The Indian Navy needs to concentrate on further developing stealth technologies for its submarine fleet. This is basically a ‘User’ responsibility as it will enhance the survivability and lethality of our aging submarines. The IAF has to develop Beyond Visual Range Air-to-Air Missiles which have ‘lock-on’ capability and can work with or without guidance. A switch over to ‘network-centric’ warfare techniques is a must to enhance the punch of the IAF. The numbers and quality of equipment with our Forward Air Controllers need a quantum jump in order to deliver flawless results while executing the Air-Land Battle in the current scenario.

Tools of Diplomacy and Politics to Create Anti-War Momentum

The Chinese leadership is very pragmatic and there is scope to make a realistic ‘deal’ with them on the border question. When it comes to defining the border in uninhabited regions, there should be ‘give and take’ and the opinion of the military leadership should be given higher weightage than that of the diplomats who have buried the issue in legalese. If giving up our claim on the Aksai Chin region could persuade the Chinese to accept the McMahon Line, it is worth pursuing such a settlement. Sweeteners could be added like opening ‘Tax-free’ trade between Leh and Kashi (Kashgar), between Rampur and Gar on the Hindustan-Tibet Road, between Siliguri and Xigatse, and between Dibrugarh-Bhamo-Kunming in agreed quantitative volumes. Increased volumes of overland Sino-Indian trade will help undermine the Sino-Pak strategic alliance like no other subterfuge measures can!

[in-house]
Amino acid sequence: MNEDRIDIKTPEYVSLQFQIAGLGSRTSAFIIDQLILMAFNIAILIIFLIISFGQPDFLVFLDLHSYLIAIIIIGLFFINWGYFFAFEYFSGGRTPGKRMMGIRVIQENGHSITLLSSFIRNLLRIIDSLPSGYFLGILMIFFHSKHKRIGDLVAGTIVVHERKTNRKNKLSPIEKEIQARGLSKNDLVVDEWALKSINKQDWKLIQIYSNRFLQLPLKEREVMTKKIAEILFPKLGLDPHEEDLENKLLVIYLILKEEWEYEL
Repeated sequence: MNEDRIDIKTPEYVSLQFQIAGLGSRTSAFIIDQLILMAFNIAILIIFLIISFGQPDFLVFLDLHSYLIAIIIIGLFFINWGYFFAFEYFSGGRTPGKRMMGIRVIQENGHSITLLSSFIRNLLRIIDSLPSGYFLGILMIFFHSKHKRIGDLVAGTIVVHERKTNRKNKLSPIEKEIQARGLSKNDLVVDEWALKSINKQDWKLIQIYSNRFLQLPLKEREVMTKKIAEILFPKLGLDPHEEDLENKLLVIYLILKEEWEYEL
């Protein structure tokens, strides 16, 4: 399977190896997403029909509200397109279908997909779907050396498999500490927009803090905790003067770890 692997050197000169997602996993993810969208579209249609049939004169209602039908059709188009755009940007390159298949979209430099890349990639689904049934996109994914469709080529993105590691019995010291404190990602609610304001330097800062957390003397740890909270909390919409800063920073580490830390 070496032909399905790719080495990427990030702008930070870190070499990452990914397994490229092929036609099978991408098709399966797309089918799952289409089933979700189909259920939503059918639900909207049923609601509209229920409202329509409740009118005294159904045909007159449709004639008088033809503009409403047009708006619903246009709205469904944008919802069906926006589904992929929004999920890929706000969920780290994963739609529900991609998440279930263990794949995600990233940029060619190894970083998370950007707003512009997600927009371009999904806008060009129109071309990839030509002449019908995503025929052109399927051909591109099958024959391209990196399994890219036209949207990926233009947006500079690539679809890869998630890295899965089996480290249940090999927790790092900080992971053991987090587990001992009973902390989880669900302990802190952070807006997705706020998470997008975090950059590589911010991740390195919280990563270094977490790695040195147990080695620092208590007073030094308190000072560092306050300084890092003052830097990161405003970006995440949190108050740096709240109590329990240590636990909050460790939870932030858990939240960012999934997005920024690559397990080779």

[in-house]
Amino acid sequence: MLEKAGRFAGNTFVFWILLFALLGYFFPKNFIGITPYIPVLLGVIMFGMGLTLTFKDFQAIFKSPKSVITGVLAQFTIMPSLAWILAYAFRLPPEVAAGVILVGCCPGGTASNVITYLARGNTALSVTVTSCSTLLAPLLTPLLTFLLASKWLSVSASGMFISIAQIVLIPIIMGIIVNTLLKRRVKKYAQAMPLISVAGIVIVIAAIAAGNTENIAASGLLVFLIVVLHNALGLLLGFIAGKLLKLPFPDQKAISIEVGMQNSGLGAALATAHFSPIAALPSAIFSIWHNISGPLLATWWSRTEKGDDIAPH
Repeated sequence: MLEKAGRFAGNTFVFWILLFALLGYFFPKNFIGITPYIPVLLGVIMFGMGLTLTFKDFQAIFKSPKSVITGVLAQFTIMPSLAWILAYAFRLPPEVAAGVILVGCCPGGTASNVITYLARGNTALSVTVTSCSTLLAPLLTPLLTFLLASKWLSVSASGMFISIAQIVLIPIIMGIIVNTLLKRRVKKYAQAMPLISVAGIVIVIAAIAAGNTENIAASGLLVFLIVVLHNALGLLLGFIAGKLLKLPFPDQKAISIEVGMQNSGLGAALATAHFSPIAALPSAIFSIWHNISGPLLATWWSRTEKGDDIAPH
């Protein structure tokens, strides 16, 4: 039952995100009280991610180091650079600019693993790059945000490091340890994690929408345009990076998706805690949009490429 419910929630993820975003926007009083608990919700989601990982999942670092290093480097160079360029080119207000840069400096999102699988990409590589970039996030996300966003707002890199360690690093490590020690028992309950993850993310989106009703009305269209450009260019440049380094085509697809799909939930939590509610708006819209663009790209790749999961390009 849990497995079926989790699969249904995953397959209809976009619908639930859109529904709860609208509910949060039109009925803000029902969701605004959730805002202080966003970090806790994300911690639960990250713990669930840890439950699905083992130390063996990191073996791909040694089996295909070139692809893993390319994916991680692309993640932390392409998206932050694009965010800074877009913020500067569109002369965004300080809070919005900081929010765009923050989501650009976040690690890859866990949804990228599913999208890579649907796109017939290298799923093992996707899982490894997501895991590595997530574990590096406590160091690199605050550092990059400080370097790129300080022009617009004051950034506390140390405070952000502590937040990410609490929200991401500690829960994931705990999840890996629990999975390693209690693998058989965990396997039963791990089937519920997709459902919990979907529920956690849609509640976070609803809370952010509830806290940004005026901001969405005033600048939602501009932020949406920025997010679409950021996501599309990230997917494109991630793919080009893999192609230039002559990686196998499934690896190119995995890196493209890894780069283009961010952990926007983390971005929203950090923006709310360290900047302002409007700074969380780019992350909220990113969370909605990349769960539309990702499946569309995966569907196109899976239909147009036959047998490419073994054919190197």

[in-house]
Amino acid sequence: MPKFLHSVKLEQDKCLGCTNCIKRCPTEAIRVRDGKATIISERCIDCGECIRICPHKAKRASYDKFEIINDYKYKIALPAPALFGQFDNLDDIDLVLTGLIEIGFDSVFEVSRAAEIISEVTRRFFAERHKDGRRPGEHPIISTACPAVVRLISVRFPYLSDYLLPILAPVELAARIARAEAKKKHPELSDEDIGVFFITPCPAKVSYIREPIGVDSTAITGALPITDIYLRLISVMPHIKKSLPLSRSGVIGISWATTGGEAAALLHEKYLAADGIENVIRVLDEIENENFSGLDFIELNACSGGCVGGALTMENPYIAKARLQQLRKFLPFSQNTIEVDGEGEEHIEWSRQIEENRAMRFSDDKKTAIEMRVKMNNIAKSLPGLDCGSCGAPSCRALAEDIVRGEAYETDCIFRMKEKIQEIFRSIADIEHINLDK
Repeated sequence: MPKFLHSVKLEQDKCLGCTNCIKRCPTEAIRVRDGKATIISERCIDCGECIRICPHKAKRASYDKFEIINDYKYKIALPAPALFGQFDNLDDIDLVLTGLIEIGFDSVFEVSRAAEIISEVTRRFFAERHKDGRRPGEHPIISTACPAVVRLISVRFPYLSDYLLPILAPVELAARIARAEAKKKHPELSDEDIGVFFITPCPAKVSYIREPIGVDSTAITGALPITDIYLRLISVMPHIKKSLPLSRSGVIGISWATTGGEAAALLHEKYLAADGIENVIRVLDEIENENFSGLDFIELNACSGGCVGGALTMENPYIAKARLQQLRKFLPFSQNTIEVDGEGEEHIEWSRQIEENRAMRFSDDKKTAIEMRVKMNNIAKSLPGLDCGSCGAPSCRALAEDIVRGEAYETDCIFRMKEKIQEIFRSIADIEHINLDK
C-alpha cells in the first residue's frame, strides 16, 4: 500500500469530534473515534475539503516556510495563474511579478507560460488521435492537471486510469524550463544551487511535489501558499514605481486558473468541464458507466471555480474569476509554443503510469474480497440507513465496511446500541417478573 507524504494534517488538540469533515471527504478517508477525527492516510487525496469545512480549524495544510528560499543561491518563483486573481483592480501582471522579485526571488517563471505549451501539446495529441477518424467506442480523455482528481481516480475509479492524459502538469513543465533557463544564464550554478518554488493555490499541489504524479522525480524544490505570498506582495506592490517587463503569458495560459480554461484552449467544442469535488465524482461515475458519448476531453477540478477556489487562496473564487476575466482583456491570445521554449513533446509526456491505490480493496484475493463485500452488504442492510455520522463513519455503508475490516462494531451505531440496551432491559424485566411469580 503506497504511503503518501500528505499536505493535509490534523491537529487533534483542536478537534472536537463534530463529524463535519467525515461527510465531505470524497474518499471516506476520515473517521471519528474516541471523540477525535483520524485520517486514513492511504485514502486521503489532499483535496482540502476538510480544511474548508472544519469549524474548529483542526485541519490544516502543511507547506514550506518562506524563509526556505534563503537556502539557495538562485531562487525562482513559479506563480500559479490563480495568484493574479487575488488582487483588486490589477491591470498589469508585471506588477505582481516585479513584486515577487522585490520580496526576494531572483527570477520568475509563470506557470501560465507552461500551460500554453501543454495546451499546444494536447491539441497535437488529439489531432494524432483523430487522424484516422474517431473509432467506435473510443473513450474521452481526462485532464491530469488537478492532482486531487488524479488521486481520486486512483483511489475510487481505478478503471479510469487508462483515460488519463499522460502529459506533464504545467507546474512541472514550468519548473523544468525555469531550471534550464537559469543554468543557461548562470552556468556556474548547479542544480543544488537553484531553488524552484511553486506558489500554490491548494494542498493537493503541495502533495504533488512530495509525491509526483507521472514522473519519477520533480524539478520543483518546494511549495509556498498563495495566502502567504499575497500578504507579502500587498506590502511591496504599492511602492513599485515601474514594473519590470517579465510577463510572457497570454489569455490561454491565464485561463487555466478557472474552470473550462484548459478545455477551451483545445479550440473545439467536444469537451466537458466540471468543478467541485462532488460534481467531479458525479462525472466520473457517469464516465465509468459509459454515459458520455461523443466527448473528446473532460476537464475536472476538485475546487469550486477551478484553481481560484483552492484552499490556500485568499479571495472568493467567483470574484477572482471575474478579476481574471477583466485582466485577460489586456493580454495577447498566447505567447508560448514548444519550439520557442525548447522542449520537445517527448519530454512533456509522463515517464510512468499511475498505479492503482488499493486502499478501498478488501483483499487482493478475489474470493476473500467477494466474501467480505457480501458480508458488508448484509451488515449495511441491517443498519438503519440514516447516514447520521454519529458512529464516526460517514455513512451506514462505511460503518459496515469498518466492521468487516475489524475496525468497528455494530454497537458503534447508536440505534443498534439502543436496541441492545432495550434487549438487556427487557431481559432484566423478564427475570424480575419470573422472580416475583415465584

India needs to increase collaboration in naval construction and shipbuilding with Japan for long-term mutual benefit. For both countries, checkmating the naval ambitions of China is a common concern of utmost importance. India should also pursue with North Yemen the proposal to take on a 99-year period lease, the island of Socotra and develop it as a naval base. This will ensure that we have full control over the Arabian Sea. The Pakistan Army should be ‘used’ as India’s best ally within Pakistan, simply because its attitude and scheming towards India is so very predictable! Only the Pakistan Armed Forces can ensure that the economic progress of Pakistan remains minimal. It must be noted that the Pakistan Army has the constraint of not risking a full-fledged war with India, as this will end up with it losing all its special privileges and elite lifestyle. A militarily strong Pakistan helps to keep Afghanistan under some sort of control and even an ambitious Iran under check.